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    On this weekend of remembrance of one of the key figures in the campaign for human rights we are compelled to write and decided to share our thoughts and experiences with you. Thank you for taking the time to read and please, share with everyone you know.  Back in the 1960’s when a group of Americans were denied the right of equal education, the right to vote, the right to be protected in their cities and states we stood up as a people and fought. Most of the fighting was done from within the African American community, but like all these types of struggles throughout history when the group in power, the white Americans in this case, stood beside their black brothers and sisters change was quicker to follow. When it was finally acknowledged that it could not a case of, “it’s their problem, let them deal with it“ change followed.  Fifty years later we are still in the midst of a human rights struggle. Racial issues persist, gender issues persist but at the very least there are laws in place to protect and support the people who find themselves in the persecuted group. The human rights struggle that we are currently dealing with is gay rights and it can no longer be a case of, “it’s their problem, let them deal with it”. We all need to stand up against the injustice that persists in our communities.  Finally, in AZ and many states across our union (but not all), gay marriage is recognized as a legal institution. This is a huge success. But this is not the end of the road. We still have battles to fight and win so that all our neighbors and their families are offered equal protection and rights.  As you may have read in The Arizona Republic or The New Times or heard on Channel 11 or Channel 3 news, our family is leaving Arizona because there is no legal protection for our growing family. There is no way for us to both be legal parents to the same child because we are both woman. We are joined in marriage and share the joys and challenges of that institution but that is not enough in this state (and many others). We shared our story with the media not because we like the attention and not to make it about us, but to make it known among the broader public that our fight for humane rights is not over. Our family is blessed with the opportunity and willingness to move to a place where more of our rights are protected but many do not have this choice or option. We spoke for them.  The process of us moving also has led to many discussions about the building that has housed us for many years. We are the first to share its tremendous history and to revel in the special qualities that go beyond the bricks and concrete from which it is constructed. There are many champions for this building, these bricks, the ones that have housed us and protected us as our home, our place of business and creativity. To us, they are more than just bricks. What we don’t understand is how a building, a collection of things, even tremendously valuable things, can incite petitions, steamrolling media coverage and protests yet the knowledge that our neighbors and friends, colleagues and associates don’t have the same protections and rights as others in the state incites a, “oh that sucks” response but no call to action, no impassioned pleas for change.  It seems to us the story has lost perspective.  The people of a community are by far our greatest asset and we ask that you stand up and join the fight for equal rights for all people.  Show up, vote, use your voice, make a change.  There have been many misquotes and untruths put out there about who we are. We love our community, we have worked hard for our community and regardless of what your interpretation is, we wish you the best.  Namaste,  Cole, Dayna and our unborn son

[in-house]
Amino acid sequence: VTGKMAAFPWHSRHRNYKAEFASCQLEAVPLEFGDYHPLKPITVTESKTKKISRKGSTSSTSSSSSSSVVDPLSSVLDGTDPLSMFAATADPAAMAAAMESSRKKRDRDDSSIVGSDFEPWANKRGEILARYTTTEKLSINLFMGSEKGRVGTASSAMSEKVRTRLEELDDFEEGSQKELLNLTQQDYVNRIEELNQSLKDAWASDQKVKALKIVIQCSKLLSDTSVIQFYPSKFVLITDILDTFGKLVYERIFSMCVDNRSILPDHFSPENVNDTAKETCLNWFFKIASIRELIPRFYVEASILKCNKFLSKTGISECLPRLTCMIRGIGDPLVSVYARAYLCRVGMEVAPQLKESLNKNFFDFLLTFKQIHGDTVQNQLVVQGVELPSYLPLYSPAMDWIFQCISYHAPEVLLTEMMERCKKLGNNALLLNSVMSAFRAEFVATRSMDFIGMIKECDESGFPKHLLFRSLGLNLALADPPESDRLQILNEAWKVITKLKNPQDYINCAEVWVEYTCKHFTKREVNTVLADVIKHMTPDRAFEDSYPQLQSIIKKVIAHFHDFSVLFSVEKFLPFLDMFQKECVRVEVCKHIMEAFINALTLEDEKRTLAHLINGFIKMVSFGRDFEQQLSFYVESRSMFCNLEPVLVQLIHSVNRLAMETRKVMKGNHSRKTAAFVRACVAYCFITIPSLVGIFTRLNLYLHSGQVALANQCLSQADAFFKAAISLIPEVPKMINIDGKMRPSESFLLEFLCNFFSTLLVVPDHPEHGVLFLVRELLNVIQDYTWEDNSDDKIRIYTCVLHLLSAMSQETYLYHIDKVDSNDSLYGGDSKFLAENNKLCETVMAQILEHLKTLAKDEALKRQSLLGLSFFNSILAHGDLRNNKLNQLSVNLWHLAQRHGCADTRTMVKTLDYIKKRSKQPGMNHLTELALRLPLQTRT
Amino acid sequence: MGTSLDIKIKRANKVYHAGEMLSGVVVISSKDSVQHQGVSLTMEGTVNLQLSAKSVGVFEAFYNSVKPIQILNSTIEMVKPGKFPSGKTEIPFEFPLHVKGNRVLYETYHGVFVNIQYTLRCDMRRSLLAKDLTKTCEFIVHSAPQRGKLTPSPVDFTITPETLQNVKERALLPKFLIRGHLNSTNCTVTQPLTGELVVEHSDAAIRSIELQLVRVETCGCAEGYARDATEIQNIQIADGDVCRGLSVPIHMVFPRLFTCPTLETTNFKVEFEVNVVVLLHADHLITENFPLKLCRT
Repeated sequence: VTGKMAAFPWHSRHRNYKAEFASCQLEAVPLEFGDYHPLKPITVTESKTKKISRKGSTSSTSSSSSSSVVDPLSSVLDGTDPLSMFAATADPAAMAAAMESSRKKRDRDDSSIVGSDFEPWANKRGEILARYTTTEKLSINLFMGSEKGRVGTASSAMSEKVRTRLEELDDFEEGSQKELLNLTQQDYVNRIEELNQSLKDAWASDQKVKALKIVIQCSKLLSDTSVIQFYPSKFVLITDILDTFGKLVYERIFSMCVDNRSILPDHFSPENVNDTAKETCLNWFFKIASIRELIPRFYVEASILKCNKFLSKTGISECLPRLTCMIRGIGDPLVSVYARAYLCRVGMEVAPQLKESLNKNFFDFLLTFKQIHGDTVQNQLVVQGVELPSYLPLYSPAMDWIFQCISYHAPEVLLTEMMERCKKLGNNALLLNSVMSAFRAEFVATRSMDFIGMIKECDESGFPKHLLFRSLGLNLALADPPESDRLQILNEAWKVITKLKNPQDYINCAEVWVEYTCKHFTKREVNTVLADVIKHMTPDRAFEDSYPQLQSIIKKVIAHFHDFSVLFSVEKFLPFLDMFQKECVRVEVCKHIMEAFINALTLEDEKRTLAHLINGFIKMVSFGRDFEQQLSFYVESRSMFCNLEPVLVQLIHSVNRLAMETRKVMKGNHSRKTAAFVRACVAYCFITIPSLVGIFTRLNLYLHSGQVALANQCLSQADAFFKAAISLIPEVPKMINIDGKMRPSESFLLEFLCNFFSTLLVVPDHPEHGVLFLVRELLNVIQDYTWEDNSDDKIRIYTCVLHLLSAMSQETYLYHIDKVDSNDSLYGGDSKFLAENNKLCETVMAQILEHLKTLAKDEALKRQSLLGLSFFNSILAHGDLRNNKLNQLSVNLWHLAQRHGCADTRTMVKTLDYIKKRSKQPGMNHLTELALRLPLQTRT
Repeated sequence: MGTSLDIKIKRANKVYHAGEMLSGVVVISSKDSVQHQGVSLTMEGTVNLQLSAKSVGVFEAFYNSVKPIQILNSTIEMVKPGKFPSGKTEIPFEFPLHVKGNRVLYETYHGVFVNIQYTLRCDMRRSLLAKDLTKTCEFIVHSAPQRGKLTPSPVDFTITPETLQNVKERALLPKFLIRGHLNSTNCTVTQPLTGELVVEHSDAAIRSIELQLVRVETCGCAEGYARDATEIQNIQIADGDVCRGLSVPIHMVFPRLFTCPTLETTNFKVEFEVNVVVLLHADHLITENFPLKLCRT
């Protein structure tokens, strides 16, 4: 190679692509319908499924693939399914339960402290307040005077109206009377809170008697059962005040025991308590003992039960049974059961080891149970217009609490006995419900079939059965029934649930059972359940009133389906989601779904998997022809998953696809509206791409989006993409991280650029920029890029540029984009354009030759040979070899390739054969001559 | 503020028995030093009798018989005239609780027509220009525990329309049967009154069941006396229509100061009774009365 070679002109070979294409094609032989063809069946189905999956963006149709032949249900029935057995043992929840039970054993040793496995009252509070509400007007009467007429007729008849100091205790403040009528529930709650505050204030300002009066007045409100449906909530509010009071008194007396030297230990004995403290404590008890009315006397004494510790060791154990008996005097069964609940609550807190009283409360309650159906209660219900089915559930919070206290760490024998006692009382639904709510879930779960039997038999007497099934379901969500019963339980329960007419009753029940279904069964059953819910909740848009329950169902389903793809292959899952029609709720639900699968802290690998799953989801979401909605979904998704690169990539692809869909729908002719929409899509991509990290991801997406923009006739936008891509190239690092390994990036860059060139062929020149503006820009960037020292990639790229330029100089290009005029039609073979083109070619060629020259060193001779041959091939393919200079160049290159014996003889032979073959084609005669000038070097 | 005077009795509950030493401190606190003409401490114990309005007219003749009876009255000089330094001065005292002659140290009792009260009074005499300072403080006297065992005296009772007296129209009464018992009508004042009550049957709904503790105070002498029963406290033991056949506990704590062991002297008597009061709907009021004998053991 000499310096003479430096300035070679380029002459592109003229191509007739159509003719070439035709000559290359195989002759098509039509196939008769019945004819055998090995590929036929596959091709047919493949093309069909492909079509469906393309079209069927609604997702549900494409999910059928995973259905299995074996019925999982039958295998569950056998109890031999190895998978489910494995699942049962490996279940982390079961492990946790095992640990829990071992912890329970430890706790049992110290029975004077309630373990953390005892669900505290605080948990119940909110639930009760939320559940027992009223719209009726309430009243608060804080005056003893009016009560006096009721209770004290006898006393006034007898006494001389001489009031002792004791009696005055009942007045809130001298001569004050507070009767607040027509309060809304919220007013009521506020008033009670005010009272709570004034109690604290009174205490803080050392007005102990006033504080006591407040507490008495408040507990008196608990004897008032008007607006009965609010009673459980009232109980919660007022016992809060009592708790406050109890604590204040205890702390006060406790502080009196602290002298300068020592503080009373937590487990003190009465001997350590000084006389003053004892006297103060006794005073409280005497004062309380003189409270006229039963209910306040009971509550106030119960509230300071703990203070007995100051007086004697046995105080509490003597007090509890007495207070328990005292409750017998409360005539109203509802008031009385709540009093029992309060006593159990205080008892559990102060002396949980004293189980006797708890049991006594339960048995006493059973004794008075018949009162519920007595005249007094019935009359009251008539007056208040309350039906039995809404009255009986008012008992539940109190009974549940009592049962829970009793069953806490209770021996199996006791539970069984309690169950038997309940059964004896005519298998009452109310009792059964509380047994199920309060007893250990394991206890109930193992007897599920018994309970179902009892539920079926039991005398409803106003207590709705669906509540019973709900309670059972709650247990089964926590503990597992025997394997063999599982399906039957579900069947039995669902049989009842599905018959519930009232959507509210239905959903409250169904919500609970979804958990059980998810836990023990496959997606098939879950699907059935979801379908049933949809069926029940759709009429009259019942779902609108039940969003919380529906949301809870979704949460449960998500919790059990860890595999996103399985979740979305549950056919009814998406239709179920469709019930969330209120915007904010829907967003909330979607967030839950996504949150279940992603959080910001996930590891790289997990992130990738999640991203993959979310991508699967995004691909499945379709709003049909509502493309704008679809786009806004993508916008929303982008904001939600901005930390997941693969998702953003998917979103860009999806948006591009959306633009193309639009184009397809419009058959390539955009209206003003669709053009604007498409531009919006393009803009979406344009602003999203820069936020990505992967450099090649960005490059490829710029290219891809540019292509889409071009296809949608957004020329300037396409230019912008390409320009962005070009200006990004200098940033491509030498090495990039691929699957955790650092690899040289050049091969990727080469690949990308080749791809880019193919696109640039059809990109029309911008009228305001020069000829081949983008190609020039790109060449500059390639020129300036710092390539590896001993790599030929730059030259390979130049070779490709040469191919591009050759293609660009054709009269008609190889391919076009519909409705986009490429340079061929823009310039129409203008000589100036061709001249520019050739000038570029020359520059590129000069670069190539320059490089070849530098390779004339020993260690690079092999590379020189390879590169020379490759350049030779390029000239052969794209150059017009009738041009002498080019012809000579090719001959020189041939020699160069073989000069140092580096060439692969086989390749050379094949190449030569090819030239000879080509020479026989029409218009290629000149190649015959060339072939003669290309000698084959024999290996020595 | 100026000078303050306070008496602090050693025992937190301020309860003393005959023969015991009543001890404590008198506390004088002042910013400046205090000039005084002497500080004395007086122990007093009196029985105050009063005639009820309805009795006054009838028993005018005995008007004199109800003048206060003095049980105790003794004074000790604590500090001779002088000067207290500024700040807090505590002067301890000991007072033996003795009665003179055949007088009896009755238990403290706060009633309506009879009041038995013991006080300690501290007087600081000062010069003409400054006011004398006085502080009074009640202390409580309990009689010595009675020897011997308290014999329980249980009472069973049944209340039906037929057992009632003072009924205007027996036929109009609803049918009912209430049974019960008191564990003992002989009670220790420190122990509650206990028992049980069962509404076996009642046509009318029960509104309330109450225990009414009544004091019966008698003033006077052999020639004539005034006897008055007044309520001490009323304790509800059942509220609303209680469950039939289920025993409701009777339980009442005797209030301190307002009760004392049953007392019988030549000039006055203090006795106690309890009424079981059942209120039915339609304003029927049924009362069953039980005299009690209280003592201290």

On this weekend of remembrance of one of the key figures in the campaign for human rights we are compelled to write and decided to share our thoughts and experiences with you. Thank you for taking the time to read and please, share with everyone you know.